Archives for category: Disruption

Larry Lee, native Alabaman, follows the charter confusion in his home state, where the law describes precisely how charter schools should be authorized.

But, as Lee notes, the actual process of creating new charters has proceeded with complete disregard for the law, and no one seems to care.

Public schools in Montgomery will be replaced by charter schools, but the local board did not agree (the law said it should).

The charter mess has created disruption and chaos in Montgomery.

Count on it: charters will open and close. Public schools will founder as students “choose” to go to a flailing charter.

Staff will turnover. Principals will come and go.

Disruption.

That is the  point, isn’t it?

 

Michael Kohlhaas, the blogger who has used the California Public Records Act to obtain emails among charter leaders, the California Charter Schools Association, and their enablers, reveals here what happened when protestors shut down a charter board meeting last March, accusing the charter school of taking money from the nefarious Eli Broad and the Waltons. Broad and Walton have a shell takeover corporation deceptively titled “Great Public Schools Now,” whose goal is to turn public schools into privately managed charter schools. The leader of the Extera Charter School did not directly answer the question, but Kohlhaas answers it now. Yes, the charter did take money from the Waltons and Broad.

The public is getting wise to the deceptive tactics of the charter lobby. Public schools are accountable and transparent. Charter schools are not. Public schools are audited and overseen by public officials. Charter schools answer to no one but their self-selected private boards.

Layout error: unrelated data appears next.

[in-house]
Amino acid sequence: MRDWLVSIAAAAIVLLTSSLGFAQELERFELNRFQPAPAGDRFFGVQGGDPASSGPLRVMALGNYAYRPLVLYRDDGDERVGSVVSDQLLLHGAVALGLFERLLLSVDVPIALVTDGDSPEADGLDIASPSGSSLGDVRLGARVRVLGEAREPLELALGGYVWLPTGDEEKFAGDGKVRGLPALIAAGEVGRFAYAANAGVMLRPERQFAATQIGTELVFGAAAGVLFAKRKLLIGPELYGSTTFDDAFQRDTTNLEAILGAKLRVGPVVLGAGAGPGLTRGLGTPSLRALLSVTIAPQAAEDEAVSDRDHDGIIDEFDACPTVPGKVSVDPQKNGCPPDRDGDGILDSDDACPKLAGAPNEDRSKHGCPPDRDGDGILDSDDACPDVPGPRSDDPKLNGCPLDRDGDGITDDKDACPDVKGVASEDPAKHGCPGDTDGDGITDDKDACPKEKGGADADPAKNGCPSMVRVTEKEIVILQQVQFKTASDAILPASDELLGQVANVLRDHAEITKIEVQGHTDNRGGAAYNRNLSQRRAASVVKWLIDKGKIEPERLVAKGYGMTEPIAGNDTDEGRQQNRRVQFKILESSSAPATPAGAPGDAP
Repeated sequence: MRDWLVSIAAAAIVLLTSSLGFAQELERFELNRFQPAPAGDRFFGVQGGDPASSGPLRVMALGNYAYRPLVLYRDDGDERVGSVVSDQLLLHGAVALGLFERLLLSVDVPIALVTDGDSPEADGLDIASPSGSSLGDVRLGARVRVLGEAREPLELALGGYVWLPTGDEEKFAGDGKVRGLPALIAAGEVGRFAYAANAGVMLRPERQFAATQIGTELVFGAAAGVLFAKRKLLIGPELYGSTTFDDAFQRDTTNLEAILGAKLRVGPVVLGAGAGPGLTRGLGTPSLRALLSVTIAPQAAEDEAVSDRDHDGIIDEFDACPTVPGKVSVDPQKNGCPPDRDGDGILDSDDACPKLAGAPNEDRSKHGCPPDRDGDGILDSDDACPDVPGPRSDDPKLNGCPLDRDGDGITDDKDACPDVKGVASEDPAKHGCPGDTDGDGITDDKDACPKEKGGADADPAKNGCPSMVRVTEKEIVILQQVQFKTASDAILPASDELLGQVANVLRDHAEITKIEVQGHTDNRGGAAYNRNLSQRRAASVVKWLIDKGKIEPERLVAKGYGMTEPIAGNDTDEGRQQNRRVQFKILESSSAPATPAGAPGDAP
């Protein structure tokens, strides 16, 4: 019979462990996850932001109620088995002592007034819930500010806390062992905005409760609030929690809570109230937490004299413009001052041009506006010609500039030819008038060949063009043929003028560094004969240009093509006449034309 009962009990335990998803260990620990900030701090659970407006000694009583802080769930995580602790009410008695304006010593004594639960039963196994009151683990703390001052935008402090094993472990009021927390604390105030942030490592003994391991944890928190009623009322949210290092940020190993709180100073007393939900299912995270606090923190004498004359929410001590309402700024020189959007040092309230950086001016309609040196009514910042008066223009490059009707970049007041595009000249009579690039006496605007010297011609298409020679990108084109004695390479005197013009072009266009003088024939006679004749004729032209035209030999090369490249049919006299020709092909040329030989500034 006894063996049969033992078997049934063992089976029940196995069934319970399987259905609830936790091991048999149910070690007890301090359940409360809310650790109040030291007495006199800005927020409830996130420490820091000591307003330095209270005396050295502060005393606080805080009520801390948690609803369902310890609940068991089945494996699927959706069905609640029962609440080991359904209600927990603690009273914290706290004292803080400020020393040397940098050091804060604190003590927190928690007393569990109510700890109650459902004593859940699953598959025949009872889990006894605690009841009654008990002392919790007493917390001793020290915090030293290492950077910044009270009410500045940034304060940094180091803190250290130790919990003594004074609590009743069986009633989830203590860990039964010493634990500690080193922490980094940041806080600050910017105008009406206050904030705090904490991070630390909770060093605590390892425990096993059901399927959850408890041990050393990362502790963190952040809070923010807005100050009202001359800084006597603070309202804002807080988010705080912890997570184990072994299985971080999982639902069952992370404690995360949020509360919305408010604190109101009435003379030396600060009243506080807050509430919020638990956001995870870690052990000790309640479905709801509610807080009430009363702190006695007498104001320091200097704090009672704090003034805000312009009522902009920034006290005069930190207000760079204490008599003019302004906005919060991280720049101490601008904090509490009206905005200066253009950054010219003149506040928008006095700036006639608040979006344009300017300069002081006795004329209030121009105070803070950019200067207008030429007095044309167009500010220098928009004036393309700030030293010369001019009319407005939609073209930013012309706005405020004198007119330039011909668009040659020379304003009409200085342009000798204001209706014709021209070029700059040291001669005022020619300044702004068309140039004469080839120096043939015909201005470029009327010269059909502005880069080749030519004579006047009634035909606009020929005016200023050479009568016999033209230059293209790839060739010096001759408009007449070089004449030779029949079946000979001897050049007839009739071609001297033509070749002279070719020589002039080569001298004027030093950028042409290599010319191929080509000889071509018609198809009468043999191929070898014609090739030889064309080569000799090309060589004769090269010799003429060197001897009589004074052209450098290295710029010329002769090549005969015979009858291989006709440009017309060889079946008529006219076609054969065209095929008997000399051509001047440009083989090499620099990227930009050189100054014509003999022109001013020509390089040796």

Kohlhaas writes:

So you probably heard about how activists from Centro CSO and the United Teachers of Los Angeles and Eastside Padres Unidos Contra la Privatizacion protested vigorously and shut down the March 19, 2019 meeting of the Extera Charter Conspiracy Board of Directors to express their opposition to Extera’s colonial co-location at Eastman Avenue Elementary School in Boyle Heights.

And one of the key exchanges was between a protester, whose name I don’t know, and self-proclaimed doctor and supreme Extera commander Jim Kennedy, and you can watch it here.1 The backstory is that Corri Ravare had been talking previously about how Extera was getting some money from famous Walton/Broad privatizing front organization Great Public Schools Now, which, as the protester notes, is extraordinarily revealing with respect to which team Extera plays for.2

The protester called Dr. Jim Kennedy out on this and he denied that they had taken any money from GPSN: “At this point we have not …” But the truth, as the protester said, is that Corri Ravare had already “said we pretty much have the money.” And the problem with this? Well, clearly, it is that “Great Public Schools Now have declared themselves an enemy of public education. Those are the people we have to work against because they are selling out our public schools to Eli Broad and the Walton Foundation.”

She’s absolutely right about that, of course, and Doctor Jim Kennedy seems to understand that, or at least to realize that Extera’s association with GPSN doesn’t look so good. No doubt this is why he went on to tell her straight out that “[Extera has] not yet accepted that money.” But, as you may already have guessed, Doctor JK is being extraordinarily deceptive here with his mumbled half-denials. In fact Extera had been actively pursuing money from GPSN since December 2018, four months before the date of this meeting.